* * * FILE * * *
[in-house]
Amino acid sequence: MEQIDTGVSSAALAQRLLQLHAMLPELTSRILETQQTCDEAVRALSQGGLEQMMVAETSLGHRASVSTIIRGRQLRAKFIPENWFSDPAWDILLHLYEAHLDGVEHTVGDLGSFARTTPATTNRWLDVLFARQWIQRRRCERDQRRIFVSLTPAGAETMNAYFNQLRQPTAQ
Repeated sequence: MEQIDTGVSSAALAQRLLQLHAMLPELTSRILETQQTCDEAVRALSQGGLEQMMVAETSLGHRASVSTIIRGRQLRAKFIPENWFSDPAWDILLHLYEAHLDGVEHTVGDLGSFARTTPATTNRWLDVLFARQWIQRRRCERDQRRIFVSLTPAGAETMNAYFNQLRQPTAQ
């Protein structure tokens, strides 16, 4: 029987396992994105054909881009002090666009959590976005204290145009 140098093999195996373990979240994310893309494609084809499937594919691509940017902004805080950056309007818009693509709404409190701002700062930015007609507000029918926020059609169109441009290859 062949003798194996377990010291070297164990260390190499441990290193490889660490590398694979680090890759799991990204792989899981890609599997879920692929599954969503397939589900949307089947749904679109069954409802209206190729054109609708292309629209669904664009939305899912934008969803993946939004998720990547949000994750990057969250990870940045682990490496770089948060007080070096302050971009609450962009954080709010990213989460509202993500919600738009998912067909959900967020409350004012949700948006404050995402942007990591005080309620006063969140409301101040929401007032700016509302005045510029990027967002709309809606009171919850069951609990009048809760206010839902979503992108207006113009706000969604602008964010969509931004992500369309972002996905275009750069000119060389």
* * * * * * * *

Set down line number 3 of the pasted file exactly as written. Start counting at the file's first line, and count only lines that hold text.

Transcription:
Repeated sequence: MEQIDTGVSSAALAQRLLQLHAMLPELTSRILETQQTCDEAVRALSQGGLEQMMVAETSLGHRASVSTIIRGRQLRAKFIPENWFSDPAWDILLHLYEAHLDGVEHTVGDLGSFARTTPATTNRWLDVLFARQWIQRRRCERDQRRIFVSLTPAGAETMNAYFNQLRQPTAQ